Bitcoin difficulty drops by 9 percent

The difficulty level for the mining of bitcoin was lowered for the second time in a row since the halving of the compensation in the second week of May.

The goal of the bitcoin protocol is for the network to produce a new block every ten minutes. To maintain the rate of production, the protocol automatically regulates the difficulty of the calculation (mining difficulty) in relation to the total calculation capacity of the network. The regulation takes place every 2016 blocks, or in round throws two weeks.

On May 12, the compensation for bitcoin miners halved from 12.5 bitcoin per block to 6.25 bitcoin per block. As expected, this led to many smaller diggers disconnecting their equipment from the network or moving to dig other types of cryptocurrencies. The large diggers had already largely compensated for the halving by investing in more efficient equipment, CoinDesk writes.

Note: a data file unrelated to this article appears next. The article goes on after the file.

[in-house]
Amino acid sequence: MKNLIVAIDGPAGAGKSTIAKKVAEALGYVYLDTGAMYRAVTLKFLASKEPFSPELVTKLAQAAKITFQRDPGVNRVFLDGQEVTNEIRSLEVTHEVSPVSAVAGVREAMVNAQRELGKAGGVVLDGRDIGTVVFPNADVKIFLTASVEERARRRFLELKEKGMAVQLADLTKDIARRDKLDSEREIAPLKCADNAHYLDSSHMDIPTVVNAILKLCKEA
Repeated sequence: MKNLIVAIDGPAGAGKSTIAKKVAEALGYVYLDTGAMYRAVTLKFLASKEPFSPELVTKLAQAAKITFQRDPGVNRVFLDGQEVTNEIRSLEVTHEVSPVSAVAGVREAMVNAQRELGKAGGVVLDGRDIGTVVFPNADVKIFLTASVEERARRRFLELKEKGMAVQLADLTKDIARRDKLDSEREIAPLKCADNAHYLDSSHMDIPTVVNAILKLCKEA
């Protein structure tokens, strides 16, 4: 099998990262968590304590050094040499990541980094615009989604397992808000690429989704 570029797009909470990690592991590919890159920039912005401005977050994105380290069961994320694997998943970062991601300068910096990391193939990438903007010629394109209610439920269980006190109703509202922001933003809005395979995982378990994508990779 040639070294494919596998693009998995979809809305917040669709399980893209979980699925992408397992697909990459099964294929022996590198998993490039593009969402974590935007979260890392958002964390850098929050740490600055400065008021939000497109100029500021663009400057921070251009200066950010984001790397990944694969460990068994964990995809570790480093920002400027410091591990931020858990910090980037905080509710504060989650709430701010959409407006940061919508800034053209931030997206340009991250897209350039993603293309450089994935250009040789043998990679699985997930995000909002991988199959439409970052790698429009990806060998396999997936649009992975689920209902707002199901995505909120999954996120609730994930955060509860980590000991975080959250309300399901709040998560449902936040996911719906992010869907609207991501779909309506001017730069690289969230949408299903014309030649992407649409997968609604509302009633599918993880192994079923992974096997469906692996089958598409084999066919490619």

Increased profitability

Overall, however, the total compute capacity of the network declined shortly after halving. Since then, therefore, the Protocol has compensated for the loss by two reductions in severity by six percent on 20 May and recently by 9.25 percent. The reductions mean that profitability is improved and more diggers enter the game or connect even older machines.

In parallel, the latest models of ASIC equipment such as the Antminer S19 and WhatsMiner M30S are now fully shipped, and the order books are filled until September. Meanwhile, the monsoon over southwest China replenishes the water reservoirs and the price of electricity in the region, where much of the bitcoin mining takes place, has fallen to $0.03 per kilowatt-hour. Such a low electricity price makes it profitable to connect older equipment such as the Antminer S9.
Higher compute capacity

A not too wild guess is therefore that the difficulty level will increase the upcoming adjustment because the calculation capacity is now increasing. The difficulty level is that bitcoin diggers try to find a random number that, together with other inputs, results in a hash value that must fall below a threshold. The difficulty of finding the random number decreases if the threshold is adjusted up (the “hit surface” increases). This is encoded in the protocol and happens automatically.

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